Sometimes things look fine on the outside when the inside is damaged. This can happen to people. And it happens in beets, potatoes, seeds, and watermelons.
If you cut a beet, potato, seed, or watermelon in half and find the empty space in the center, it has hollow heart. Also known as hallowheart, this condition indicates that the plant faced more stress than it could handle. [The same might be said for people, but I digress.]
Sadly, this was the only licensable photo of hollow heart I could find.
Hollow heart of beets
If you cut into a beet and find an empty center, it’s time to get your soil tested. Hollow heart in beets is most commonly caused by a boron deficiency. If you look closely at the petioles, you will see that they are cracked, deformed, or smaller than normal. If the cavity is rotting, it may be black heart.
Hollow heart of potatoes
Hollow heart in potatoes is related to the water supply. And hollow heart is only one potato problem caused by irregular watering. Splitting and spraing (brown lines) are also water-related. Cold injury can also cause hollow heart in potatoes.
Hollow heart in seeds
Garden peas and other seeds can also develop hollow heart. This occurs when unusually high temperatures occur right after germination begins. Because this disorder happens so early in the plants’ development, it leaves plants vulnerable to several fungal diseases. The best way to avoid hollow heart in peas and other seeds is to plant at the optimal time of year for each species.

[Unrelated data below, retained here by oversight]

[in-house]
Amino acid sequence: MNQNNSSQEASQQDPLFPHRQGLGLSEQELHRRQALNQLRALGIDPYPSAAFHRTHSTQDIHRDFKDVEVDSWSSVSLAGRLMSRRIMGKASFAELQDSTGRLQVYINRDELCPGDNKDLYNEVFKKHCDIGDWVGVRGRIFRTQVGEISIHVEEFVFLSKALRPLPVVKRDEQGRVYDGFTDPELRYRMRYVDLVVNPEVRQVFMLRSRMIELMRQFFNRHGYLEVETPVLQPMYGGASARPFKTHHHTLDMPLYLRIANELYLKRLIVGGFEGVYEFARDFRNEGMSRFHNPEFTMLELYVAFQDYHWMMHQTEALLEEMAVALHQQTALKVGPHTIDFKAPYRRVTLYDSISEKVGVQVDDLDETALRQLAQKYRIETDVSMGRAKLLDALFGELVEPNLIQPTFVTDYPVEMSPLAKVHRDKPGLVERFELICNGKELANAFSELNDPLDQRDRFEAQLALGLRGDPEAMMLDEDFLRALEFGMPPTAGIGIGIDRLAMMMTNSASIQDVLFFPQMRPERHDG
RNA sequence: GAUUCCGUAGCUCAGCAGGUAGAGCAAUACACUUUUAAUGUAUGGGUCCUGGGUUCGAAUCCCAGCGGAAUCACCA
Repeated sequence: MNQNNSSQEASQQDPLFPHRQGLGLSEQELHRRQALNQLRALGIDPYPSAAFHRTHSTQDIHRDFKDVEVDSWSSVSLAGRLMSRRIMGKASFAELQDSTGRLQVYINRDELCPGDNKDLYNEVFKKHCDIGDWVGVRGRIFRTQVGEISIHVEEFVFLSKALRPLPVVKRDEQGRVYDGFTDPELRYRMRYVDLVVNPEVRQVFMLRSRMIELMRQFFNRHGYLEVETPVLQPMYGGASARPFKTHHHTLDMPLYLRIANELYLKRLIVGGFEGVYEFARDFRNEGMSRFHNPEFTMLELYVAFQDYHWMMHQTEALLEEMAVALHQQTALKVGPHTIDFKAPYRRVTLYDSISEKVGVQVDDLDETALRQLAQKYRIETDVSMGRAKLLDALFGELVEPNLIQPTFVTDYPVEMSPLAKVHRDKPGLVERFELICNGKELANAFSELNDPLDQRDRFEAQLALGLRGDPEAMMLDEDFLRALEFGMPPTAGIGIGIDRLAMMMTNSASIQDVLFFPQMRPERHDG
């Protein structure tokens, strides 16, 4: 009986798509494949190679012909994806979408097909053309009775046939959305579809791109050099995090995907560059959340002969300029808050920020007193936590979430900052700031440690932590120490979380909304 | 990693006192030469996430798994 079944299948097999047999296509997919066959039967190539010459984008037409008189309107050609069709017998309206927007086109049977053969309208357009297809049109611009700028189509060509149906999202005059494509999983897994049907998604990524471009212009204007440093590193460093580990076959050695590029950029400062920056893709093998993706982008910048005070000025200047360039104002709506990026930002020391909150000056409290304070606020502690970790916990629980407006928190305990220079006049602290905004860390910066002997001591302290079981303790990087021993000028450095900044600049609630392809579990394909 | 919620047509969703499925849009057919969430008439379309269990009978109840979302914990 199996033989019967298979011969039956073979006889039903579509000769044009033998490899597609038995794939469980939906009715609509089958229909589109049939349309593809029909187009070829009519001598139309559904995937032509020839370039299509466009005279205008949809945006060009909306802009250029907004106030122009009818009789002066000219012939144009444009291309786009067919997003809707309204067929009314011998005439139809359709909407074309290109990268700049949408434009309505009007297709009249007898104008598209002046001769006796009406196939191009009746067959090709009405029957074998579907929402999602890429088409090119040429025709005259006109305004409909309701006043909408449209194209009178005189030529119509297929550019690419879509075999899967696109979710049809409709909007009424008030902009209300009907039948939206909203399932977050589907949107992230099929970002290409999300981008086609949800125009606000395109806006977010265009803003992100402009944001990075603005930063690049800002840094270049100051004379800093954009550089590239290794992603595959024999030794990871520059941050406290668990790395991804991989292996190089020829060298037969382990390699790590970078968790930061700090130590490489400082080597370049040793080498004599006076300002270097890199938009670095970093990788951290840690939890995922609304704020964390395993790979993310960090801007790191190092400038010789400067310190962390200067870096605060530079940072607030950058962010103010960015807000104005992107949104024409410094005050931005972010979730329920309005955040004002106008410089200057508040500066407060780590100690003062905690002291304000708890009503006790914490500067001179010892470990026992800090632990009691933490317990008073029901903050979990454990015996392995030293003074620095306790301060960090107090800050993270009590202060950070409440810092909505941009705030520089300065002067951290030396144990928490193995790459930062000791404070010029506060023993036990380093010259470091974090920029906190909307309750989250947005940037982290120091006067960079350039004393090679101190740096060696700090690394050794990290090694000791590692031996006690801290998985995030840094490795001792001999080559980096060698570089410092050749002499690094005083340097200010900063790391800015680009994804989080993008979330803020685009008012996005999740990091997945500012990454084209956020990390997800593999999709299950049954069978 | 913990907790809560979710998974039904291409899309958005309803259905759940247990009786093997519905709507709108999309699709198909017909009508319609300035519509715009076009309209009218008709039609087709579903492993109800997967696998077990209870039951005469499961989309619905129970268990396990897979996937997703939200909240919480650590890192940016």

Hallowheart of watermelons
Hollow heart in watermelons is mostly caused by insufficient pollen transfer. Poor pollination occurs when temperatures are low or when there are not enough pollinators in the area. Somehow, poor pollination causes the interior of a watermelon to develop triangular, often symmetrical gaps in the fruit. Seedless watermelons are more likely to develop hollow heart than seeded varieties, and orange and yellow-fleshed watermelons are the most likely to develop this condition. I have no idea why. What I do know is that you can attract more pollinators to your watermelon patch by adding flowers that appeal to both honey bees and bumblebees. You can offset low temperatures with row covers.
Hollow heart in watermelons can also occur when they are hit with too much fertilizer combined with not enough water, making the cells responsible for producing fruit unable to keep up with the cells producing rind.
Bottom line: a steady supply of water, planting at the appropriate time, and the right amount of nutrients can help prevent hollow heart from occurring in your garden.
You can grow a surprising amount of food in your own yard. Ask me how!
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